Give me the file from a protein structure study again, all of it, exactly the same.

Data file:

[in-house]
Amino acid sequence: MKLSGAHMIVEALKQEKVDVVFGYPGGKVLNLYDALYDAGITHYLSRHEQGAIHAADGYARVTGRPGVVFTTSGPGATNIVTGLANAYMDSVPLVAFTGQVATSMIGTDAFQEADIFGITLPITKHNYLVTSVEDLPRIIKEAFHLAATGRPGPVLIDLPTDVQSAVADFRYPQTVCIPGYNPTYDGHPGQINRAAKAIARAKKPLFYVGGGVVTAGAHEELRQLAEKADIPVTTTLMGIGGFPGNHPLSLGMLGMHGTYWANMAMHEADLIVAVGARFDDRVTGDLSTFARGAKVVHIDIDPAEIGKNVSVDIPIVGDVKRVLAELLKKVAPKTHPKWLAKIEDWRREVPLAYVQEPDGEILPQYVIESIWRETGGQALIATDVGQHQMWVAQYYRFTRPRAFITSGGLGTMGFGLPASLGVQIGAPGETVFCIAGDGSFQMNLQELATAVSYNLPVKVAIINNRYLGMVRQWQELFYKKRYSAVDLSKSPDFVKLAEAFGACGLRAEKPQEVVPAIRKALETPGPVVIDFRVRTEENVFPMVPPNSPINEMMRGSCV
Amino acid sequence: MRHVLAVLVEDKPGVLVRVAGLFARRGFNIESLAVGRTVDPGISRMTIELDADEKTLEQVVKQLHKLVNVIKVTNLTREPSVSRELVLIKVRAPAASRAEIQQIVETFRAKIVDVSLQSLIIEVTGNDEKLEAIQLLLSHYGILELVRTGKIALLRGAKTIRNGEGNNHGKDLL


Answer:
[in-house]
Amino acid sequence: MKLSGAHMIVEALKQEKVDVVFGYPGGKVLNLYDALYDAGITHYLSRHEQGAIHAADGYARVTGRPGVVFTTSGPGATNIVTGLANAYMDSVPLVAFTGQVATSMIGTDAFQEADIFGITLPITKHNYLVTSVEDLPRIIKEAFHLAATGRPGPVLIDLPTDVQSAVADFRYPQTVCIPGYNPTYDGHPGQINRAAKAIARAKKPLFYVGGGVVTAGAHEELRQLAEKADIPVTTTLMGIGGFPGNHPLSLGMLGMHGTYWANMAMHEADLIVAVGARFDDRVTGDLSTFARGAKVVHIDIDPAEIGKNVSVDIPIVGDVKRVLAELLKKVAPKTHPKWLAKIEDWRREVPLAYVQEPDGEILPQYVIESIWRETGGQALIATDVGQHQMWVAQYYRFTRPRAFITSGGLGTMGFGLPASLGVQIGAPGETVFCIAGDGSFQMNLQELATAVSYNLPVKVAIINNRYLGMVRQWQELFYKKRYSAVDLSKSPDFVKLAEAFGACGLRAEKPQEVVPAIRKALETPGPVVIDFRVRTEENVFPMVPPNSPINEMMRGSCV
Amino acid sequence: MRHVLAVLVEDKPGVLVRVAGLFARRGFNIESLAVGRTVDPGISRMTIELDADEKTLEQVVKQLHKLVNVIKVTNLTREPSVSRELVLIKVRAPAASRAEIQQIVETFRAKIVDVSLQSLIIEVTGNDEKLEAIQLLLSHYGILELVRTGKIALLRGAKTIRNGEGNNHGKDLL